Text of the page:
4,000 kilometers of the “Force of Siberia” will cost Russia 30 billion USD; that is 7.5 million per kilometer. Obviously, this figure of 7.5 is not the top limit. In the process of construction it will rise; and only God knows where it might stop – for comparison, the Bovanenkovo – Ukhta gas pipeline cost Gazprom 18 million USD per kilometer.
But the farce is worsened by the fact that Russia had announced its willingness to begin the gas pipeline construction long before the contract with China. They have been led by the principle: “it is important to utilize funds; the rest is irrelevant.”
The overwhelming majority of Russia’s actions in the international arena since 2005 (when an agreement with Germany was reached regarding the construction of North Stream) can has been based on two postulates.
The first postulate is that Russian foreign policy is its gas policy. The second is that this gas policy has been formulated on absolutely fantastical perceptions of the world.
There is an impression that our gas policy has been building all these years based on brilliant ideas in the heads of the Kremlin’s masters. But there always have been problems with the fulfilment of these ideas; or they haven’t been accomplished at all.
The first idea concerns gas as an energy weapon. As soon as the North Stream agreement was signed, the Kremlin proudly announced its national idea – “Gas is our energy superweapon and Russia is an energy superpower. We will pressure everyone, with our pipelines.” Europe was terribly surprised because it lacked know-how in situations when economic tools are used as a weapon, in the modern world. It had only a defensive tool in answer to foreign aggression by a country – pariah status. Putin demonstrated his readiness to use gas as an offensive weapon, as payback for the Orange Revolution; by ceasing gas supplies. Very good. Europe learnt this lesson and Russia’s share in Europe’s gas supplies has dropped – from 39% to 25%.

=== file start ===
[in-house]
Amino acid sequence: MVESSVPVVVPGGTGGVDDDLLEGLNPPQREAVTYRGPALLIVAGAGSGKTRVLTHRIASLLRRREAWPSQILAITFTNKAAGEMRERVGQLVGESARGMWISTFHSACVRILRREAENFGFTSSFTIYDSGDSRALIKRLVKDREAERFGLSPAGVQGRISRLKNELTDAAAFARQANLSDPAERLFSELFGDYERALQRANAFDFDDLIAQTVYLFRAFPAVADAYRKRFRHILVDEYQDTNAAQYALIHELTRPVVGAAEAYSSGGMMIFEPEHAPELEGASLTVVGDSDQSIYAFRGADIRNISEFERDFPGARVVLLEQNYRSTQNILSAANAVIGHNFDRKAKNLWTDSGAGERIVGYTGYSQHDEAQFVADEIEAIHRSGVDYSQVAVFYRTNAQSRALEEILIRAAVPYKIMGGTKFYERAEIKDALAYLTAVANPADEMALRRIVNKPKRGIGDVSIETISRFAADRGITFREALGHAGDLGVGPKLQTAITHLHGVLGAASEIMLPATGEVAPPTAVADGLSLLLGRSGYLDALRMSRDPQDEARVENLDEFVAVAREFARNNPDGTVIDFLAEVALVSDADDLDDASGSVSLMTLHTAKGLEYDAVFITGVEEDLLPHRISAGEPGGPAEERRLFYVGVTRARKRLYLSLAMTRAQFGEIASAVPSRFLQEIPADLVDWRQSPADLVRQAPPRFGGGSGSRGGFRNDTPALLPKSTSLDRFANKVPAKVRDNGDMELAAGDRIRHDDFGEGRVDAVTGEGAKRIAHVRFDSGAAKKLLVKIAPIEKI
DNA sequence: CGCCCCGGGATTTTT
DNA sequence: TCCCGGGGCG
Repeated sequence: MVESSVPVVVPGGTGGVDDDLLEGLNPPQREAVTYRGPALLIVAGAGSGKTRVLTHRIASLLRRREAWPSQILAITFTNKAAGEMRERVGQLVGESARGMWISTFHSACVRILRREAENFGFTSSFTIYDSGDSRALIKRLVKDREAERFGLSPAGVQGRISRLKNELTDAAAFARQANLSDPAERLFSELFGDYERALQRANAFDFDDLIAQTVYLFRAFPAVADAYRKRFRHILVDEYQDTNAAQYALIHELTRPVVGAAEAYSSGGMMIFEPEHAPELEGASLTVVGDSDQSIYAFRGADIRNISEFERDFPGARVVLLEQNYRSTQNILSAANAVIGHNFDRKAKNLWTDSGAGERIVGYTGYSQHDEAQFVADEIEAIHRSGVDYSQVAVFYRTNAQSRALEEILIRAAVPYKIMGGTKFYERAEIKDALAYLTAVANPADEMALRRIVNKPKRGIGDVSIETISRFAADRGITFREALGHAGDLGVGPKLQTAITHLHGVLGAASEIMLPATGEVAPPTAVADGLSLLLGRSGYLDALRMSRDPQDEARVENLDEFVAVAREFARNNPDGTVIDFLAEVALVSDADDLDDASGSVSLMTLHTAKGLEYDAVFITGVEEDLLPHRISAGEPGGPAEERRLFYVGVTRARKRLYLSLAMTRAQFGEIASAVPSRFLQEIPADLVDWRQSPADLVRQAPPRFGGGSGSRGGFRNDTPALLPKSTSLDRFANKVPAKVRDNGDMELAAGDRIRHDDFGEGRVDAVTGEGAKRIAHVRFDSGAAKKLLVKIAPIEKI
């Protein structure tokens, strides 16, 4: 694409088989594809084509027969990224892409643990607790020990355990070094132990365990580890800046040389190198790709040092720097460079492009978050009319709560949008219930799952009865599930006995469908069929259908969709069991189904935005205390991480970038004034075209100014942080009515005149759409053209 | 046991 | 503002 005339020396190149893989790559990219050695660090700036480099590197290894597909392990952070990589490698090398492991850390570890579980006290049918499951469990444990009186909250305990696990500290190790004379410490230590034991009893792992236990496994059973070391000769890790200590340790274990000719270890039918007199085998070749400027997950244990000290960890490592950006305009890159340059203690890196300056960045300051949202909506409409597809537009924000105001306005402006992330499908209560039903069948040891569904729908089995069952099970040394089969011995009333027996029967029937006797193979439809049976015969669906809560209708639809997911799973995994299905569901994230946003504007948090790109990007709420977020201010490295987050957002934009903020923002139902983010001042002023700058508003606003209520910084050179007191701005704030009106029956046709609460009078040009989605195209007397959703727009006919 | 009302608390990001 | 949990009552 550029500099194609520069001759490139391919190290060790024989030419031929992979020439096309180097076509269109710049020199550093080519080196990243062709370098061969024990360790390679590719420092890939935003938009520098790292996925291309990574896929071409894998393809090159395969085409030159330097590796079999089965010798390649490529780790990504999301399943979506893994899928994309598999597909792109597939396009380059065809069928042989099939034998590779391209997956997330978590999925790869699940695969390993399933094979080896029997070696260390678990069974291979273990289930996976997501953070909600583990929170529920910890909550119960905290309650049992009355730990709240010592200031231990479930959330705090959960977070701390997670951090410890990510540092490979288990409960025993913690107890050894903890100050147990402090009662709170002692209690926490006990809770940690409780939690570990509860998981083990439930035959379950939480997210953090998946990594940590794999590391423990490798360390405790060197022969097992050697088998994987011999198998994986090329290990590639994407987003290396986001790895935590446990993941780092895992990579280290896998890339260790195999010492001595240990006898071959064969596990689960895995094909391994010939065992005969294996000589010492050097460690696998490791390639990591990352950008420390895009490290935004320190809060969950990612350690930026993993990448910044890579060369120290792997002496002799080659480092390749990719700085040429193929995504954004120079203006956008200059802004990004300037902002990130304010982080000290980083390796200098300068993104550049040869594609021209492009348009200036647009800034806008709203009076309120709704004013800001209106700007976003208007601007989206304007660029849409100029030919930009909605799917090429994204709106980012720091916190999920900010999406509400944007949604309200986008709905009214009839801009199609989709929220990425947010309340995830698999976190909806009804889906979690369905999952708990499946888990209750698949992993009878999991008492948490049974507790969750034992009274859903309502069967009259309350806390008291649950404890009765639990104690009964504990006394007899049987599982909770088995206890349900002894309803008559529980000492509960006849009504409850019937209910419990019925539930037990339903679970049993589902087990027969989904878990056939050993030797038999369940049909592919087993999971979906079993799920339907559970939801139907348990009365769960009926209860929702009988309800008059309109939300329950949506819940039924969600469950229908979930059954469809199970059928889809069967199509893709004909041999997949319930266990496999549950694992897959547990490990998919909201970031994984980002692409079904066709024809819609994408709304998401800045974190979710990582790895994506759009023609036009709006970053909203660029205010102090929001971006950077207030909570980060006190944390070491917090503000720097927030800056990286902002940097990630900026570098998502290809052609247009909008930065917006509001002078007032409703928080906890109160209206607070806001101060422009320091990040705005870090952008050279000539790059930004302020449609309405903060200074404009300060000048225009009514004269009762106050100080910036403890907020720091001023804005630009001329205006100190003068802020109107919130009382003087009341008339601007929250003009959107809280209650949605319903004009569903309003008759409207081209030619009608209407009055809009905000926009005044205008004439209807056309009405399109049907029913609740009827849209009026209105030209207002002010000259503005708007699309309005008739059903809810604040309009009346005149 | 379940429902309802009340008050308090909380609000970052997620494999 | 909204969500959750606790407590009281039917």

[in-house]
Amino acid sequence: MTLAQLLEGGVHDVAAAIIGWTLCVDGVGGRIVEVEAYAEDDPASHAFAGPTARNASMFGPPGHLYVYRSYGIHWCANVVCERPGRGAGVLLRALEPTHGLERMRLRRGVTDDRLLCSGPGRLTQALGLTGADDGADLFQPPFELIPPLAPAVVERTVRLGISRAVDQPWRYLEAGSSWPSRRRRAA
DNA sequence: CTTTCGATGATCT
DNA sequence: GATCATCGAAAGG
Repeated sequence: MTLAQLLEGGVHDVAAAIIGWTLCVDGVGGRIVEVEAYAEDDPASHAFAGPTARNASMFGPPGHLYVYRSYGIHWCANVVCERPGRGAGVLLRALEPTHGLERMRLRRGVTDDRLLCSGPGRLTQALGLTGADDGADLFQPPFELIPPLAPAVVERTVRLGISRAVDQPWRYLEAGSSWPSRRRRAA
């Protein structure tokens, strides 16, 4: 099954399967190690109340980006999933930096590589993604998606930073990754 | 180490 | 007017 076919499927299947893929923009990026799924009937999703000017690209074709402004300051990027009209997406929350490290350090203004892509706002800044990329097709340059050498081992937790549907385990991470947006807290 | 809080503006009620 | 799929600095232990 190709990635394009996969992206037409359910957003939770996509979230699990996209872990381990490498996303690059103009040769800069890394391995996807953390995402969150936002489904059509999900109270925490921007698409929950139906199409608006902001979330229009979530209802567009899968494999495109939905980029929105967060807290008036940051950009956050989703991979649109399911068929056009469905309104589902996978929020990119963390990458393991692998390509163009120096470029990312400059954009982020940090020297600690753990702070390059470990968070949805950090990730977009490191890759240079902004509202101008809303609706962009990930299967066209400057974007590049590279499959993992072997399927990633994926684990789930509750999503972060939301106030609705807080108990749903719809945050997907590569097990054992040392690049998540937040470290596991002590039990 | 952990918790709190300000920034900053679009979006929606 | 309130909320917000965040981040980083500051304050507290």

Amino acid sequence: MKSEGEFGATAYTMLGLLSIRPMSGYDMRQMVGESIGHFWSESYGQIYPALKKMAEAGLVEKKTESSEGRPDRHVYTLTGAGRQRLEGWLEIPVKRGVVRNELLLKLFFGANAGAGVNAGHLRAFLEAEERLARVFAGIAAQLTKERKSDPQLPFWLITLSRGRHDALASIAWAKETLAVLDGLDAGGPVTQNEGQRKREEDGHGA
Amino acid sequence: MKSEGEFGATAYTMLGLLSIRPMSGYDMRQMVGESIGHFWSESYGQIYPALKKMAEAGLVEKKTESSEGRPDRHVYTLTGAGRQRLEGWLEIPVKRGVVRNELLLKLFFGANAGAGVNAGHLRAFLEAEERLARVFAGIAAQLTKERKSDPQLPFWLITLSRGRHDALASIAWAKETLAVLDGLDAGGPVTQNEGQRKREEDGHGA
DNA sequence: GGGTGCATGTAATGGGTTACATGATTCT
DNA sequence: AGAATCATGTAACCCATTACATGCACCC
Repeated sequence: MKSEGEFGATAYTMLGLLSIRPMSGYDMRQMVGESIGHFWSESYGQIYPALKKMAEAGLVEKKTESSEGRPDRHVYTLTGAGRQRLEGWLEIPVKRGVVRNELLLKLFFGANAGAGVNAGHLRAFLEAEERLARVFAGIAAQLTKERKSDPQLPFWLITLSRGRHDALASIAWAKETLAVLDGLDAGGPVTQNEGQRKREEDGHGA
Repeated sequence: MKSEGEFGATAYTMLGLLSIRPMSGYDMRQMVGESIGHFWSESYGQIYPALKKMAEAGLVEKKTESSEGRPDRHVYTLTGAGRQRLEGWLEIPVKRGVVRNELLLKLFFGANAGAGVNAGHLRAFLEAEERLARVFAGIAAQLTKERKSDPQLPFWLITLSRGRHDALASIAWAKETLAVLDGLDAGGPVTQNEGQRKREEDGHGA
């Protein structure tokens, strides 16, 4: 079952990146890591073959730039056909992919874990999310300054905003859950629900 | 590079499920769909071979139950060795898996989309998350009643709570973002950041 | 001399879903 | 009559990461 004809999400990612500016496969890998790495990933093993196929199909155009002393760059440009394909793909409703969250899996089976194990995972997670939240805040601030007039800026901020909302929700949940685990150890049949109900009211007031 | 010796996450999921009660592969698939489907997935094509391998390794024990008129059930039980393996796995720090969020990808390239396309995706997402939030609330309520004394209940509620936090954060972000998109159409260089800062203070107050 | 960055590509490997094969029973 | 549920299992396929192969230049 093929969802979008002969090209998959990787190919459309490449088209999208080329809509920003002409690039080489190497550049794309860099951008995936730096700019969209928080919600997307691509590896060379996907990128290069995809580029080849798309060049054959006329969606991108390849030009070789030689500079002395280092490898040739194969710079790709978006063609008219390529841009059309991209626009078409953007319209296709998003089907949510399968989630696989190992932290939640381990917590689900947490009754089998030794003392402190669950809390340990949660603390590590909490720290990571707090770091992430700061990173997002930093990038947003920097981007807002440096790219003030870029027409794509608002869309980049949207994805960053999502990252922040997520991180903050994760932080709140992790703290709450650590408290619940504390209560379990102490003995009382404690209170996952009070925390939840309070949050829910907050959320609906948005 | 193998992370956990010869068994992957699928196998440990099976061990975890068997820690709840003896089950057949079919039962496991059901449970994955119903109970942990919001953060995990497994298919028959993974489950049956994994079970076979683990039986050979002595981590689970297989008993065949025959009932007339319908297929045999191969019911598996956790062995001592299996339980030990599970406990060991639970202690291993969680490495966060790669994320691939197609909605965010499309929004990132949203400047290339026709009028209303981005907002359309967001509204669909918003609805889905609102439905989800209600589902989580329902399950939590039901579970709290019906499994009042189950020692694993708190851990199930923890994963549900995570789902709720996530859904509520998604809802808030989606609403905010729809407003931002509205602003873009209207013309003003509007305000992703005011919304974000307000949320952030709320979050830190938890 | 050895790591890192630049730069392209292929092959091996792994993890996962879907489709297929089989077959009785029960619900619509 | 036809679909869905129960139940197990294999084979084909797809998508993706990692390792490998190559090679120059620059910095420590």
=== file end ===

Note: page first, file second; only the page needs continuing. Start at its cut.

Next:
The second idea concerns share in the European gas distribution system. I think it was born as follows. The Kremlin analyzed the price and said: ‘Wow, the price at the gas hub station in Baumgarten [Austria] is 250 USD per 1000 cubic meters and they sell to the end user at 500 USD. Who’s taking the margin?’ The distribution system. The distribution system is a constant cash generator. The Kremlin has always been attracted to whatever generates cash day after day. An idea appeared: to buy into the European distribution system. But will Europe let this happen? Then a further idea came up: if Europe would not let the Kremlin buy out distribution systems, then the Kremlin would not allow Europe to invest its money in Russian gas fields.